Whereas the current definition of a ‘car’ on Oxford Dictionaries.com, a collection of dictionary websites produced by Oxford University Press (OUP), the publishing house of the University of Oxford, is: ‘A road vehicle, typically with four wheels, powered by an internal combustion engine and able to carry a small number of people.’

To remedy the situation, Jaguar has submitted a formal application to the OED and OxfordDictionaries.com to have the definitions updated to include additional powertrains, including electric vehicles (EV).

David Browne, head of Jaguar Land Rover’s naming committee, said: “A lot of time and thought is put into the name of any new vehicle or technology to ensure it is consumer friendly, so it’s surprising to see that the definition of the car is a little outdated. We are therefore inviting the Oxford English Dictionary and the Oxford Dictionaries to update its online classification to reflect the shift from traditional internal combustion engines (ICE) towards more sustainable powertrains.”

The Oxford English Dictionary is widely regarded as the accepted authority on the English language. It is an unsurpassed guide to the meaning, history, and pronunciation of 600,000 words – past and present – from across the English-speaking world.

Jaguar unveiled the I-PACE, its first all-electric vehicle, last year to deliver sustainable sports car performance, next-generation artificial intelligence (AI) technology and five-seat SUV practicality.

Featuring a state-of-the-art 90kWh lithium-ion battery, two Jaguar-designed motors and a bespoke aluminium structure, the I-PACE is capable of 0-100km/h in 4.8 seconds and a range of up to 470km (WLTP).

While both the Oxford English Dictionary and Oxford Dictionaries review the application, Jaguar is encouraging people to get behind the campaign by asking how the word ‘car’ should be defined. Contact Jaguar on TwitterFacebook and Instagram using #RedefineTheCar with your thoughts.

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How Internet blocks visually impaired

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Picture: Amelie-Benoist / Getty Images

A pervasive “digital divide” inhibits blind people from accessing the Internet, according to a study conducted by Nucleus Research for Deque Systems, an accessibility software company specialising in digital equality. This results in visits to websites being abandoned, further resulting in a missed market opportunity for the websites in question.

The study, which conducted in-depth interviews with 73 U.S. adults who are blind or have severe visual impairments, revealed that two-thirds of the Internet transactions initiated by people with vision impairments end in abandonment because the websites they visit aren’t accessible enough. Ninety percent of those surveyed said they regularly call a site’s customer service to report inaccessibility and have no choice but to visit another, more accessible site to make the transaction.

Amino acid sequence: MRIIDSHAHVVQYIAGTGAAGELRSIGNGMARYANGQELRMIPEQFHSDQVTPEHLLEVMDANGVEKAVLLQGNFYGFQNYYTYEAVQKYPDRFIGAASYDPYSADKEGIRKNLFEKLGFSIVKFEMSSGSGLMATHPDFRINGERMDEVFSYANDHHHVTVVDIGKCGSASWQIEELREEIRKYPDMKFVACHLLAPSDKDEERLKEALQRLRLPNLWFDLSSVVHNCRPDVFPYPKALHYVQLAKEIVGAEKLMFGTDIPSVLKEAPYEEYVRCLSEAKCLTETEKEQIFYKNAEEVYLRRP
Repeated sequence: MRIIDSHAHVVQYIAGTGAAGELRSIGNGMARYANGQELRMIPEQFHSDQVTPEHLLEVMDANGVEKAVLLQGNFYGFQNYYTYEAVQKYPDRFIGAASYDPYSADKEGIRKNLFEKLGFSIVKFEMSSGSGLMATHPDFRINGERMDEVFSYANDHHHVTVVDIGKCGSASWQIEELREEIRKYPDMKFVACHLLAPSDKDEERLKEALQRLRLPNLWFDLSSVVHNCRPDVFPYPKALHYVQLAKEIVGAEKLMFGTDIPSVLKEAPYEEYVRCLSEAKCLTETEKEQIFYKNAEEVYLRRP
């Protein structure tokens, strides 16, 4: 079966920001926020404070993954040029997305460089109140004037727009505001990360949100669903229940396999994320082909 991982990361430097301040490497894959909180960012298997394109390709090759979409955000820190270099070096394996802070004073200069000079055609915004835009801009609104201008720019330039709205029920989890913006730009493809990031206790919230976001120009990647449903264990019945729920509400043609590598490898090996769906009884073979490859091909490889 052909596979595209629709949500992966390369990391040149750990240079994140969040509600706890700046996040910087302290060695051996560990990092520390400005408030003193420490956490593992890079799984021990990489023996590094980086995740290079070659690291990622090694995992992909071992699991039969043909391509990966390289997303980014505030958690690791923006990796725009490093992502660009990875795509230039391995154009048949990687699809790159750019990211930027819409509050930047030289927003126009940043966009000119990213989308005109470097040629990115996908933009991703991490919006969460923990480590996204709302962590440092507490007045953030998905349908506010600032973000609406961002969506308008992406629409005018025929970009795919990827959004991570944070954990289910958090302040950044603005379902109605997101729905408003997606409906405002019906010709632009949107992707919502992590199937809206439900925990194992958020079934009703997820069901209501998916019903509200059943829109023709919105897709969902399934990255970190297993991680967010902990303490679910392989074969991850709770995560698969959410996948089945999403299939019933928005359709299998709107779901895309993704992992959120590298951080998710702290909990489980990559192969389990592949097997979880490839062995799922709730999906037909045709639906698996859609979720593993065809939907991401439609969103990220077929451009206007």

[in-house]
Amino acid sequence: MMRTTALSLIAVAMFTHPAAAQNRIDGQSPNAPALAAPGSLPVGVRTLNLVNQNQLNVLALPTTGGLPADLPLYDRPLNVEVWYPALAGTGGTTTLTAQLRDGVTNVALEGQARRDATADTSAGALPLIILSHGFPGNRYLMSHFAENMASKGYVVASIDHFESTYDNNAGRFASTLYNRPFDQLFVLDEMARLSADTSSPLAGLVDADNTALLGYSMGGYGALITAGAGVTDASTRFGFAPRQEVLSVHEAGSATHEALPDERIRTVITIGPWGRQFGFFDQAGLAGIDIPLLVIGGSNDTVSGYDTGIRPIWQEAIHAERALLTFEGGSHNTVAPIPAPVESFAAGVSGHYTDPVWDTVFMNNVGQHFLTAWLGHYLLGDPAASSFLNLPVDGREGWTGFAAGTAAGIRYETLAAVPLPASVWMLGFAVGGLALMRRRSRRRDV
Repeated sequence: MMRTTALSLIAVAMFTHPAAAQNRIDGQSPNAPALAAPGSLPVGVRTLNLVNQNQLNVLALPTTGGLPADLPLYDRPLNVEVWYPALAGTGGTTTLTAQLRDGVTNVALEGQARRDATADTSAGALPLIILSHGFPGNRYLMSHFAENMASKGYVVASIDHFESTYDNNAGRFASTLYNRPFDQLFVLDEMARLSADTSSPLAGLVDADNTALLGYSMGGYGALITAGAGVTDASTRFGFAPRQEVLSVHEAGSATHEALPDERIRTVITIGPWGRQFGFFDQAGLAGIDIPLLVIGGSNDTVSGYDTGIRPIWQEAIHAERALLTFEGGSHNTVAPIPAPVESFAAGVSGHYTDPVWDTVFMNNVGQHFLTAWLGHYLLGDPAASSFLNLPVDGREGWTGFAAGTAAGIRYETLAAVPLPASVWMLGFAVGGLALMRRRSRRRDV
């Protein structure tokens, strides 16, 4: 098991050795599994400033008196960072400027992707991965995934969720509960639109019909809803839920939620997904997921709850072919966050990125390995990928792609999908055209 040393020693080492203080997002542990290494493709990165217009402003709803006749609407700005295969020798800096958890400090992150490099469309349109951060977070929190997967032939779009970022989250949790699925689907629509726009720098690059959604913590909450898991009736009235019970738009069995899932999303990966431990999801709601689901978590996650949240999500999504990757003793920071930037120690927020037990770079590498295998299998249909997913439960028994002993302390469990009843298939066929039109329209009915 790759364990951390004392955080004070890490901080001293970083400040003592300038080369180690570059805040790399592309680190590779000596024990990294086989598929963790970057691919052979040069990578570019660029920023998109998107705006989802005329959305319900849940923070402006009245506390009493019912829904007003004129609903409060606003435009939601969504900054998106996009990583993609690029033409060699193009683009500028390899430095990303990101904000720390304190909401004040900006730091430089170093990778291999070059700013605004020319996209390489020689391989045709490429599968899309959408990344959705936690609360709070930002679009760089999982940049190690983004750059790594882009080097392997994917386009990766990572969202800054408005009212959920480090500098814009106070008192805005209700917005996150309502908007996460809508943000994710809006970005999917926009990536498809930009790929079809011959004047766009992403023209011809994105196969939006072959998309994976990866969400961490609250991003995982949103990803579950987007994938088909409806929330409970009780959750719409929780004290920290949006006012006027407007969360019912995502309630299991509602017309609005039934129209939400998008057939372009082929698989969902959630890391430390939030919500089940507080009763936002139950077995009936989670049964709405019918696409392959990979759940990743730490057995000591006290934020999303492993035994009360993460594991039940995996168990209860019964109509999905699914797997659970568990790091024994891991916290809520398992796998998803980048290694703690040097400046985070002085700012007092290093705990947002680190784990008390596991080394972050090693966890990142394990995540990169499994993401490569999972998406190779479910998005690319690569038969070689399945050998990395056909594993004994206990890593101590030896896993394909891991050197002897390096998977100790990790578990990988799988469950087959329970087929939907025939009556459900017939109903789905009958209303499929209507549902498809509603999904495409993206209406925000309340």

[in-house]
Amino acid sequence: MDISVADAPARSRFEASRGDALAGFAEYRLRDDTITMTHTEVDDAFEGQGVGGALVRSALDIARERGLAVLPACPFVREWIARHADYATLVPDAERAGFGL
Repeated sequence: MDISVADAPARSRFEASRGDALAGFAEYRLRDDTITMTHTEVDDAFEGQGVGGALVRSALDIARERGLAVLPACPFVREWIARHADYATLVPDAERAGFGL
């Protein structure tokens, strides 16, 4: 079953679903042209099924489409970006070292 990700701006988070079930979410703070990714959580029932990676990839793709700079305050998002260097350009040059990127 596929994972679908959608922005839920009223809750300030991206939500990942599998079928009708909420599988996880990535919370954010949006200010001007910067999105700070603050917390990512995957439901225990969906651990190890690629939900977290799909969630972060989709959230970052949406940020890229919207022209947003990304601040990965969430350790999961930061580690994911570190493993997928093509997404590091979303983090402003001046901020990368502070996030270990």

The Nucleus study also scanned hundreds of websites in the e-commerce, news and information and government categories and found that 70 percent had certain “critical blockers” that rendered them inaccessible to visually impaired users.

“Besides the moral dilemma and legal risk, businesses with inaccessible websites are missing a huge revenue opportunity by ignoring an untapped market,” says Preety Kumar, CEO of Deque Systems. “Among internet retailers specifically, two-thirds of the top ten online retailers had serious accessibility issues, meaning they are leaving $6.9 billion in potential North American e-commerce revenues on the table.”

Web accessibility refers to the ability of people with disabilities to independently gather information, complete transactions, or communicate on the Internet. Most visually impaired Internet users rely on assistive technologies like screen readers or screen magnifiers to render sites perceivable and operable. However, these assistive technologies require that websites be built with accessibility in mind and optimized to interface with assistive technology, in order to convey information in an accurate and understandable manner.

Critical accessibility blockers can vary across industries. In e-commerce, problems include issues like missing form and button labels (thereby making forms or the “checkout” button invisible without context). Amazon, Best Buy and Target were found to be accessibility leaders in this space. Additionally, the study found:

  • Eight out of ten news sites had significant accessibility issues.
  • Seven out of ten blind persons reported being unable to access information and services through government websites, including Medicare’s site.
  • Fewer than one in three websites have clear contact information or instructions for blind persons to seek help if they encounter accessibility issues, meaning many have low levels of success in reporting and solving these problems.

“A focus on accessibility needs to be a core part of the website design and development process,” continues Kumar. “Considering accessibility as early as the conception phase, and proactively building and testing sites for accessibility as they move towards production, is significantly more effective than remediating it later, helping organizations save significant time and resources while avoiding unnecessary customer grievances.”

To download the report, visit: https://accessibility.deque.com/nucleus-accessibility-research-2019